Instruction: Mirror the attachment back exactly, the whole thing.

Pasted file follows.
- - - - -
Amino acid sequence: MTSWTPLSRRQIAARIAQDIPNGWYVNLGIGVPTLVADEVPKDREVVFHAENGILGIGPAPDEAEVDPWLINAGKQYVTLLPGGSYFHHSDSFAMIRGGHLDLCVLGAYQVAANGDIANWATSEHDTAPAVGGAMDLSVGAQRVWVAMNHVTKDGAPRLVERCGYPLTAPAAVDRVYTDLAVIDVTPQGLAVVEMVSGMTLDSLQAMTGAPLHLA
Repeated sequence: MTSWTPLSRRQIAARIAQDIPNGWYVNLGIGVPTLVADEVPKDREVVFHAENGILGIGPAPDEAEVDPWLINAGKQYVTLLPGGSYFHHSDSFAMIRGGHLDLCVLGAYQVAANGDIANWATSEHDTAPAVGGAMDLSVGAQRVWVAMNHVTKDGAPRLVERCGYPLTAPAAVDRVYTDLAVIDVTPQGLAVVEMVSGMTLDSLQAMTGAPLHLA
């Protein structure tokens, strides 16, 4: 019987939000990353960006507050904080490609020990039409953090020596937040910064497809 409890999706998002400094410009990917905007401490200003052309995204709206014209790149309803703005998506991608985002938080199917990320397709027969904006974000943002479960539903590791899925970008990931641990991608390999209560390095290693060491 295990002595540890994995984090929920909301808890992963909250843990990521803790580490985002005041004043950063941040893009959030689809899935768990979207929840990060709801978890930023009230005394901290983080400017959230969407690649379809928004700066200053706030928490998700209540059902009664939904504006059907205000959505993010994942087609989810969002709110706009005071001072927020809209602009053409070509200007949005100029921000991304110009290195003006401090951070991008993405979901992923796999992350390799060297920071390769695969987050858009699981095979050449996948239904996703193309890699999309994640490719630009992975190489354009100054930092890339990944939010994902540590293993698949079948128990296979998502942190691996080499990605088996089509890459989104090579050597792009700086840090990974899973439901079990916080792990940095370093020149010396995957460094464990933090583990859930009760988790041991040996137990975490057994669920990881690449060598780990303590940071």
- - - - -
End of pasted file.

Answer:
Amino acid sequence: MTSWTPLSRRQIAARIAQDIPNGWYVNLGIGVPTLVADEVPKDREVVFHAENGILGIGPAPDEAEVDPWLINAGKQYVTLLPGGSYFHHSDSFAMIRGGHLDLCVLGAYQVAANGDIANWATSEHDTAPAVGGAMDLSVGAQRVWVAMNHVTKDGAPRLVERCGYPLTAPAAVDRVYTDLAVIDVTPQGLAVVEMVSGMTLDSLQAMTGAPLHLA
Repeated sequence: MTSWTPLSRRQIAARIAQDIPNGWYVNLGIGVPTLVADEVPKDREVVFHAENGILGIGPAPDEAEVDPWLINAGKQYVTLLPGGSYFHHSDSFAMIRGGHLDLCVLGAYQVAANGDIANWATSEHDTAPAVGGAMDLSVGAQRVWVAMNHVTKDGAPRLVERCGYPLTAPAAVDRVYTDLAVIDVTPQGLAVVEMVSGMTLDSLQAMTGAPLHLA
């Protein structure tokens, strides 16, 4: 019987939000990353960006507050904080490609020990039409953090020596937040910064497809 409890999706998002400094410009990917905007401490200003052309995204709206014209790149309803703005998506991608985002938080199917990320397709027969904006974000943002479960539903590791899925970008990931641990991608390999209560390095290693060491 295990002595540890994995984090929920909301808890992963909250843990990521803790580490985002005041004043950063941040893009959030689809899935768990979207929840990060709801978890930023009230005394901290983080400017959230969407690649379809928004700066200053706030928490998700209540059902009664939904504006059907205000959505993010994942087609989810969002709110706009005071001072927020809209602009053409070509200007949005100029921000991304110009290195003006401090951070991008993405979901992923796999992350390799060297920071390769695969987050858009699981095979050449996948239904996703193309890699999309994640490719630009992975190489354009100054930092890339990944939010994902540590293993698949079948128990296979998502942190691996080499990605088996089509890459989104090579050597792009700086840090990974899973439901079990916080792990940095370093020149010396995957460094464990933090583990859930009760988790041991040996137990975490057994669920990881690449060598780990303590940071």